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Feature: How community ownership has transformed three rural villages

NewStart reporter Matthew Corrigan investigates how community ownership is helping local groups keep their shops, pubs and other small businesses open. 

The quiet Warwickshire village of Loxley is home to 400 residents. For decades the Fox, Loxley’s only pub, had stood in the heart of town but by April 2019 it was facing an uncertain future. 

Recognising that the pub was not performing as it should be, owners Ei Group Ltd took the decision to close it. The Fox was put on the market. 

The sight of for-sale signs came as a shock to the locals and rumours began to circulate in the village. A meeting was called to see what could be done and everyone agreed they should do something, but nobody was sure exactly what.

At a second meeting, a small group was formed to try and move things forward, they decided to find out what people actually wanted and a questionnaire was put together to canvass opinions. When the results came in, it was clear that what the majority of people wanted was relatively simple: a traditional village pub.

Understanding that they were at the bottom of a steep learning curve, the group contacted the Plunkett Foundation, an Oxford-based national charity that provides support and advice for community-run businesses. 

clear drinking glass with brown liquid on brown wooden table

Speaking to NewStart, group chair Paul Jennings said the foundation was very well placed to help, not just financially but also by providing encouragement and fostering the belief that they could do it.

Following presentations in Loxley and nearby Wellesbourne, the locals appealed for shareholders. When the figures were tallied, the 223 shareholders had raised more than was needed.

Unable to open throughout lockdown, the group concentrated on renovating the pub, some fifty volunteers worked in family groups, each working to refurbish and decorate the building. 

Now open for business, The Fox supports several other nearby enterprises and provides employment experience for young people in and around Loxley. 

Paul Jennings said: ‘It has been an incredible journey and we are all really excited about the future, as a community pub that is welcome to all.

‘The Covid-19 pandemic has shown us all how important a community is and it has also made us realise how much we miss our local pub.

‘We are initially opening as a pub for food and drink, but our long term plans are to open a café and to use the field behind the pub for Community events that will make us more than a pub.’

Back in 2010, the future of Ravenbridge Stores in Kirkoswald looked secure when local philanthropist and chairman of Lancashire County Cricket Club David Hodgkiss OBE stepped forward to reopen the shop following a short period of closure. However, following the death of Mr Hodgkiss in March 2020 the business was put up for sale.

The shop had become a vibrant hub and focal point for the small Cumbrian community and having experienced its loss once before, the people of Kirkoswald were determined to come to its rescue.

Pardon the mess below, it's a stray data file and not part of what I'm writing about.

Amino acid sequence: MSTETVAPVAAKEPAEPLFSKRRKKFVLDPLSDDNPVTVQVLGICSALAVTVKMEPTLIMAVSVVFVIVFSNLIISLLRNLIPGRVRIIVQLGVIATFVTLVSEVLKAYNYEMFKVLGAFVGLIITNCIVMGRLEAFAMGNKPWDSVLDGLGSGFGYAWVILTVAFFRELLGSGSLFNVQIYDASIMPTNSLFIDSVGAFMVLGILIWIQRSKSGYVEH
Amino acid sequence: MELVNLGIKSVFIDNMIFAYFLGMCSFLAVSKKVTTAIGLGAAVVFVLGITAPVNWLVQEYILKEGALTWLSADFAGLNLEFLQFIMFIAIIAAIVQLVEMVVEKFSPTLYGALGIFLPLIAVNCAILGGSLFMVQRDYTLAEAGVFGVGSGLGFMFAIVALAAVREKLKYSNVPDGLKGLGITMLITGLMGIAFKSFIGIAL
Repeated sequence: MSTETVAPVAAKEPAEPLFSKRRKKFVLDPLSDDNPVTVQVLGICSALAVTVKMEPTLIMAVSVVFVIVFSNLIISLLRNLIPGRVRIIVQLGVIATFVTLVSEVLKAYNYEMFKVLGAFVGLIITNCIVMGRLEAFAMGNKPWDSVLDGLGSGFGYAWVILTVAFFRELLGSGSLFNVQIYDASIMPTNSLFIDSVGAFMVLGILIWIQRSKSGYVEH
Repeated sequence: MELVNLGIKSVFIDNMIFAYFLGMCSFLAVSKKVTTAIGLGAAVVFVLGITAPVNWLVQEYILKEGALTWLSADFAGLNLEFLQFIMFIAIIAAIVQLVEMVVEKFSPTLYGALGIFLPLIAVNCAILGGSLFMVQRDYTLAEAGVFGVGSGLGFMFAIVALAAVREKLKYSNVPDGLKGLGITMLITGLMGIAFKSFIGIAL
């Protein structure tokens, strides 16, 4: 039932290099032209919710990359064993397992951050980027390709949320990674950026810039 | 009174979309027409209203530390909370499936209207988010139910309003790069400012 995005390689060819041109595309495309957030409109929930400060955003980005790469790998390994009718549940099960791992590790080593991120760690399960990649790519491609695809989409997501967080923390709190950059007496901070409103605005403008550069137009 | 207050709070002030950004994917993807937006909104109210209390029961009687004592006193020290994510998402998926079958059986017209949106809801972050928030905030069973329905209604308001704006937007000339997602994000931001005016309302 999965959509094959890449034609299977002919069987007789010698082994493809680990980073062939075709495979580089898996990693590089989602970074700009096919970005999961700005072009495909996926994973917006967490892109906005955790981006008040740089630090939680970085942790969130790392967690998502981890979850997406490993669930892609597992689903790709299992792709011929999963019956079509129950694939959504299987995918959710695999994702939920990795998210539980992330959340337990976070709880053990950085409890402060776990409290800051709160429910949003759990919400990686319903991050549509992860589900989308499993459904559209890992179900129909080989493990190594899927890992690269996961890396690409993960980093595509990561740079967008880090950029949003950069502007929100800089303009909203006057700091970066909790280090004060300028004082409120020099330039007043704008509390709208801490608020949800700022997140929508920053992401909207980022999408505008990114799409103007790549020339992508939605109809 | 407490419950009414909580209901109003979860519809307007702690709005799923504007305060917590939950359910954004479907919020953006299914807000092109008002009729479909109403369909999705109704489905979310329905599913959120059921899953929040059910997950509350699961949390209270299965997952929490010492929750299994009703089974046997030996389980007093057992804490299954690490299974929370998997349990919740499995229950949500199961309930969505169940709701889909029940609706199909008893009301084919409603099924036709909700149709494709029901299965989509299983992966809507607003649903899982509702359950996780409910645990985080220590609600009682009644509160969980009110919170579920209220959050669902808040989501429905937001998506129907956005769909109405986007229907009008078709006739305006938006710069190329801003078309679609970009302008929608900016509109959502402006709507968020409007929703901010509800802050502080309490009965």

Kirkoswald Community Shop in Cumbria.

A steering group formed in September 2020 and a community benefit society was incorporated. Although unlikely to be viable as a privately operated concern, the shop’s value as a Community Business was widely recognised. 

Shortly afterwards, a fundraising campaign commenced and a prospectus was prepared.

Once again, the Plunkett Foundation was on hand to help, offers of investment came in from around the country and slightly more than the required £200,000 was raised. Contracts have now been exchanged and completion is expected shortly. 

Ruth Anderson, chair of the group’s management committee said: ‘We found the experience really quite uplifting. There has been so much support nationally and even internationally as people recognise the importance of keeping a community shop. So many have rallied round with people getting in touch wanting to help because they have lost their own community shop.

‘Sometimes, when driving through a village without a pub or shop it can feel dead, as though it has lost something. Our shop is an integral part of the village, of its vibrancy and viability and it’s now secure for the future. It’s in our hands and shareholders are willing it to succeed. We will also be buying the flat above the shop which will go to providing much needed low-cost housing in the village.’

Liz Woznicki, communications manager at the Plunkett Foundation reports that enquiries into community funding are up by 50% so far this year. 

The model is not just for isolated rural communities. In Essex, the village of Mistley sits alongside Manningtree on the banks of the Stour estuary. Here, the Anchor Inn ceased trading after 150 years during the first lockdown in 2020.

With the pub designated as an Asset of Community Value, residents are determined to save it. Crowdfunding has started and they hope to join forces with the Plunkett Foundation. A group, Friends Of The Mistley Anchor, has been formed. Their journey just beginning, they are hopeful the Anchor can become another of the 700 plus UK businesses already run by and for their communities.

Photo by Ambitious Creative Co. – Rick Barrett

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